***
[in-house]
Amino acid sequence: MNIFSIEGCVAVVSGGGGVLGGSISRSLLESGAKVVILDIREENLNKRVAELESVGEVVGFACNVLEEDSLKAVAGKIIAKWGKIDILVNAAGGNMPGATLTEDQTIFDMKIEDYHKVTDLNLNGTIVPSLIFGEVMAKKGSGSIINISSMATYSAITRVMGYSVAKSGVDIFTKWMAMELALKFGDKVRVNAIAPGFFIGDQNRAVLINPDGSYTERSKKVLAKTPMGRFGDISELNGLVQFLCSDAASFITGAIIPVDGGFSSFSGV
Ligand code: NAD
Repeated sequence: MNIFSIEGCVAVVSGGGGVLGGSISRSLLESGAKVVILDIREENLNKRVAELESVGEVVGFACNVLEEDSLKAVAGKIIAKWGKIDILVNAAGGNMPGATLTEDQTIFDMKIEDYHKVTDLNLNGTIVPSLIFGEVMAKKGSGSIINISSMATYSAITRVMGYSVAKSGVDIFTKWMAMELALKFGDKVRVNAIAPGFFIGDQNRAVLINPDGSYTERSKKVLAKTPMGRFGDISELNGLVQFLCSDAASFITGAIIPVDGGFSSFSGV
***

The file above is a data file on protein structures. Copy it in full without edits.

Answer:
[in-house]
Amino acid sequence: MNIFSIEGCVAVVSGGGGVLGGSISRSLLESGAKVVILDIREENLNKRVAELESVGEVVGFACNVLEEDSLKAVAGKIIAKWGKIDILVNAAGGNMPGATLTEDQTIFDMKIEDYHKVTDLNLNGTIVPSLIFGEVMAKKGSGSIINISSMATYSAITRVMGYSVAKSGVDIFTKWMAMELALKFGDKVRVNAIAPGFFIGDQNRAVLINPDGSYTERSKKVLAKTPMGRFGDISELNGLVQFLCSDAASFITGAIIPVDGGFSSFSGV
Ligand code: NAD
Repeated sequence: MNIFSIEGCVAVVSGGGGVLGGSISRSLLESGAKVVILDIREENLNKRVAELESVGEVVGFACNVLEEDSLKAVAGKIIAKWGKIDILVNAAGGNMPGATLTEDQTIFDMKIEDYHKVTDLNLNGTIVPSLIFGEVMAKKGSGSIINISSMATYSAITRVMGYSVAKSGVDIFTKWMAMELALKFGDKVRVNAIAPGFFIGDQNRAVLINPDGSYTERSKKVLAKTPMGRFGDISELNGLVQFLCSDAASFITGAIIPVDGGFSSFSGV